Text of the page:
P&G To Put Money Back Into Advertising; Twitter Doesn’t Get Much Political Ad Spend

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Lean Machine

You can’t slash your way to growth. Procter & Gamble, which made huge cuts to its marketing budgets to improve profits this year, now plans to invest more in advertising, management said on the company’s Q1 earnings call. The plan is to increase ad spend by 1.4% as a share of sales by the end of the year. The CPG giant shrank its roster of 6,000 (!) agencies by 40% last year, saving about $370 million in agency and production costs, as part of a five-year plan to get lean. “We delivered another strong quarter of productivity improvement and cost savings, and we increased investments in innovation, advertising and selling capacity to enhance our long-term prospects for faster, sustainable top-line growth and value creation,” said P&G CFO Jon Moeller. More in The Wall Street Journal. Or read the earnings call transcript.

Vote With Your Dollars

Twitter might be one of the big three online outlets for political messaging (Facebook and Google are the other two, natch), but the little blue bird isn’t seeing the green. According to Re/code, 85% of digital political revenue goes to Facebook and Google, leaving Twitter “a distant third.” Read more. But Twitter claims it’s just biding time until the primaries are over and the general election campaigning starts – at which point ad messaging will go from fundraising to branding. According to Twitter’s head of political ad sales, Jenna Golden, that’s where the platform really shines. Odd, though, considering Twitter has made attempts, as recently as a year ago, to pursue those precious DR dollars. TellApart! Where art thou in Twitter’s time of need?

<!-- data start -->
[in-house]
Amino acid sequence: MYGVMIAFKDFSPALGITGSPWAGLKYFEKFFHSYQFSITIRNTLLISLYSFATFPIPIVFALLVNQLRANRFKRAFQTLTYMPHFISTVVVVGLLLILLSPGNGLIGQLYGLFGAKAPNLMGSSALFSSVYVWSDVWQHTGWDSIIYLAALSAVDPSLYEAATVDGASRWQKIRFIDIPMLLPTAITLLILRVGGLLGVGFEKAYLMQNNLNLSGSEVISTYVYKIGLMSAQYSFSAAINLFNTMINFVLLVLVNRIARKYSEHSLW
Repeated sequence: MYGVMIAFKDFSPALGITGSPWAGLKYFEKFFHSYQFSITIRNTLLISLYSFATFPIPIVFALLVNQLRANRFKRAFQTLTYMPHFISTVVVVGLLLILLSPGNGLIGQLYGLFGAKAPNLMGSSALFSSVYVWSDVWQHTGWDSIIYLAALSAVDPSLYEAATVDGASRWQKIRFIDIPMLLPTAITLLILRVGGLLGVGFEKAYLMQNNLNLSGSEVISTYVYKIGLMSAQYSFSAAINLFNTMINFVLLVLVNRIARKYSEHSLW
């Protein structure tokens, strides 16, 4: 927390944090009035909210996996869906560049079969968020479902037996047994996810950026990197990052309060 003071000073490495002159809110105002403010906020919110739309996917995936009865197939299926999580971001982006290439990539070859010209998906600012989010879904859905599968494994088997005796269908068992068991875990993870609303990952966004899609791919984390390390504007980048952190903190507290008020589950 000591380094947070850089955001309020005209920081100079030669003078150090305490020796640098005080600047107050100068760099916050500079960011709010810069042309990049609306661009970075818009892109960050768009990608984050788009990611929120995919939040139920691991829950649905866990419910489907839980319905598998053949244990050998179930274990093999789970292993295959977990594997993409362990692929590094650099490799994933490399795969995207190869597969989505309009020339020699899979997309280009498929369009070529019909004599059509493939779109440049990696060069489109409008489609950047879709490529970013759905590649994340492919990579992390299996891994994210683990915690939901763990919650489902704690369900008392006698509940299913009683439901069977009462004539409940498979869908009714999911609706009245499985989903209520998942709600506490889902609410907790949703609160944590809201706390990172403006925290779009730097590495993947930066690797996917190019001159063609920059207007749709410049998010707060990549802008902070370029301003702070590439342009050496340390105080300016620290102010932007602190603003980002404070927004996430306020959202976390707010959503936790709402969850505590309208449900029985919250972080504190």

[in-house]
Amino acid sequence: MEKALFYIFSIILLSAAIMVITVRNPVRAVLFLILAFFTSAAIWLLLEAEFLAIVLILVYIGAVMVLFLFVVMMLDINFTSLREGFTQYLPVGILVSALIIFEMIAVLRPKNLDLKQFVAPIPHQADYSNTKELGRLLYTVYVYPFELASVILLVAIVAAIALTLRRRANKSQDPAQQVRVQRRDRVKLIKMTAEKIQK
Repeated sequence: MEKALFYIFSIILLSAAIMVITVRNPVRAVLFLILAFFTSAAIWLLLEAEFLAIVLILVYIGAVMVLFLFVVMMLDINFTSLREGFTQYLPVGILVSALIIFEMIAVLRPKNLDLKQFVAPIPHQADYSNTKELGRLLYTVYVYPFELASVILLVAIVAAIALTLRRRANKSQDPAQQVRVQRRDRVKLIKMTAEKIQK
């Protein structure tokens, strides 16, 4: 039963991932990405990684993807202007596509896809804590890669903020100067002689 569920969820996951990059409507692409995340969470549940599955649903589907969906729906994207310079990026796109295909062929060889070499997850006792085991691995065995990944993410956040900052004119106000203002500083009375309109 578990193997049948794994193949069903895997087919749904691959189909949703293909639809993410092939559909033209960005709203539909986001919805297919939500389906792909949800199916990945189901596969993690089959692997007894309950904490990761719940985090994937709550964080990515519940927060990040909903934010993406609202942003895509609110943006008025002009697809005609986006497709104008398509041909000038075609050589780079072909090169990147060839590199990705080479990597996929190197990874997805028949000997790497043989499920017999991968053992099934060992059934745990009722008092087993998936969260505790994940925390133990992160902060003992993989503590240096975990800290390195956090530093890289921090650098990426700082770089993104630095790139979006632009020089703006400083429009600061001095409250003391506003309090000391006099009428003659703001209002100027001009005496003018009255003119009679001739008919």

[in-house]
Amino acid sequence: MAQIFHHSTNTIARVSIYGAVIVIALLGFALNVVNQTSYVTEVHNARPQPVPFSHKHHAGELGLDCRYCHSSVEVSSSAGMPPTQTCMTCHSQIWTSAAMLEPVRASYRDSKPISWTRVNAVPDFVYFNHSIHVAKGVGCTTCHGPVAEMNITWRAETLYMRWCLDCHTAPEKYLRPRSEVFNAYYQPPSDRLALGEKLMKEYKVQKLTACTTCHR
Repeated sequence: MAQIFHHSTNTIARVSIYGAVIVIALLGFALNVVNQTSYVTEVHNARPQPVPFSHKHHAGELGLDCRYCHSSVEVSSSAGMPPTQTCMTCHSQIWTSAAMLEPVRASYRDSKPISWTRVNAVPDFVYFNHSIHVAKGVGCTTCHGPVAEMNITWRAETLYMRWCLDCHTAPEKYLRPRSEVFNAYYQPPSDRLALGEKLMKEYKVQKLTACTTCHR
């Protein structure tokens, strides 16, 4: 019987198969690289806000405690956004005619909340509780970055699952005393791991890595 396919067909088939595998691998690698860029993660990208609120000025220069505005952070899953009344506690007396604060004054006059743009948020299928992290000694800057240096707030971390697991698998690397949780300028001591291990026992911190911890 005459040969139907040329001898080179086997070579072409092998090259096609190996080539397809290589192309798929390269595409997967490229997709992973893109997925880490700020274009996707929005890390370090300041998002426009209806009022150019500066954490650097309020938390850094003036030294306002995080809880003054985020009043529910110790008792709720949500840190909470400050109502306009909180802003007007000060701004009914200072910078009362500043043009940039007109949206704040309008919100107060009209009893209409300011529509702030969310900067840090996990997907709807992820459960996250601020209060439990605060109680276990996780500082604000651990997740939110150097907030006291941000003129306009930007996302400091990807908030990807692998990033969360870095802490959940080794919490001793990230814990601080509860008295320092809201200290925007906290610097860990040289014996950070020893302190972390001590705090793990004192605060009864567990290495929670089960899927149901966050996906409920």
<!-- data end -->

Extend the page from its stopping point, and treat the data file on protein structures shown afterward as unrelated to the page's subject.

Snackable Videos Get Snackable Ads

You know what’s good for short videos? Short ads. At least Google hopes so, as it rolled out six-second “bumper” ad units. Google’s Zach Lupei, product manager of video ads, writes in a blog post that these are “haikus of video ads.” (Would that make infomercials uploaded on YouTube the “epic poems of video ads?”) In any event, bumper ads are intended to drive incremental reach and can be purchased on a CPM basis through AdWords. And Google is really pushing those ads as supplements to TrueView or Google Preferred campaigns. “In early tests,” Lupei writes, “Bumpers drove strong lift in upper-funnel metrics like recall, awareness and consideration. We also see that Bumpers work well to drive incremental reach and frequency when paired with a TrueView campaign.”

Blocking The Source

The IAB’s Dave Grimaldi savages network-level ad blocking in a column for Ad Age. His attack focuses on the lack of user choice when a telecom like Digicel or Three strips out ads through a partnership with Shine or another ad blocker. “Although there is an opt-out mechanism, by using Shine, Digicel is indiscriminately blocking ads for all customers by default, without offering a real choice or any transparency into their actions.” In a response, Shine falls back on the ad tech and fraud bogeymen. “The IAB leadership … would be best served by focusing on the true ‘bad actors’ – those ad-tech companies that draw in consumers, without their choice, into $7.2 billion of ad fraud in the U.S. this year alone.” Read that.

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